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17.03.16

Budget business rate cuts could harm public health spending

Public health spending could suffer further cuts as a result of the rise in business rates thresholds announced in yesterday’s Budget, the King’s Fund has warned.

Chancellor George Osborne told the House of Commons yesterday that the rates rise, which could result in a total loss of £6.7bn funding by 2021, will support small businesses.

But David Buck, senior fellow at the King’s Fund, warned that it could lead to a loss of a third of income for local authorities and hit the already beleaguered public health sector, which suffered £200m cuts in 2015-16.

He said: “It is essential that this does not result in further cuts to public health budgets in future.”

Buck also said that he welcomed the chancellor’s commitment to introduce a tax on sugary drinks and use the profits to fund school sports.

However, he warned that the strategy would not have an impact unless it was at a sufficient level to change behaviour, well designed and targeted, and part of a broader strategy on obesity.

Dr Mark Porter, chair of the British Medical Association, also said that the Budget, which included no additional funding for the NHS despite its £2.3bn deficit, fell short of healthcare needs.

He said: “It is disgraceful given the crisis facing the NHS that there was no promise of extra funding for a health service that is buckling under pressure from rising patient demand, falling resources and staff shortages.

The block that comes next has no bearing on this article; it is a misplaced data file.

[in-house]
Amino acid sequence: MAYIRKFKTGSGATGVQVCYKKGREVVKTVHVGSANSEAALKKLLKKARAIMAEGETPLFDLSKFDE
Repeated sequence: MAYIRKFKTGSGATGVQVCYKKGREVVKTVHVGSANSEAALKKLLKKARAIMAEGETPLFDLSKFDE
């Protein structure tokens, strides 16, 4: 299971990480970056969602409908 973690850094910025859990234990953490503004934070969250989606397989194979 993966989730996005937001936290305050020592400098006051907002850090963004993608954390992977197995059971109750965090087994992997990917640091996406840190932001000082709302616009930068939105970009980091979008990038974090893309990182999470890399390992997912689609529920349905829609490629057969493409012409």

“Hospitals and GP practices around the country are at breaking point and need urgent, extra investment to maintain even basic care for their patients.

“The political rhetoric does not match the reality on the ground of an NHS in crisis. The government’s funding promises have simply not materialised.”

Baroness Sheila Hollins, chair of the BMA board of science, also welcomed the sugar tax.

She said: “This is an important initiative that could help to begin to address the obesity crisis among young children, although the delay in introducing it for two years is disappointing.”

The government’s delayed strategy on childhood obesity is due to be published in the summer.

Baroness Hollins also said more needed to be done to safeguard public health, such as the implementation of minimum alcohol unit pricing.

 (Image c. PA Wire)

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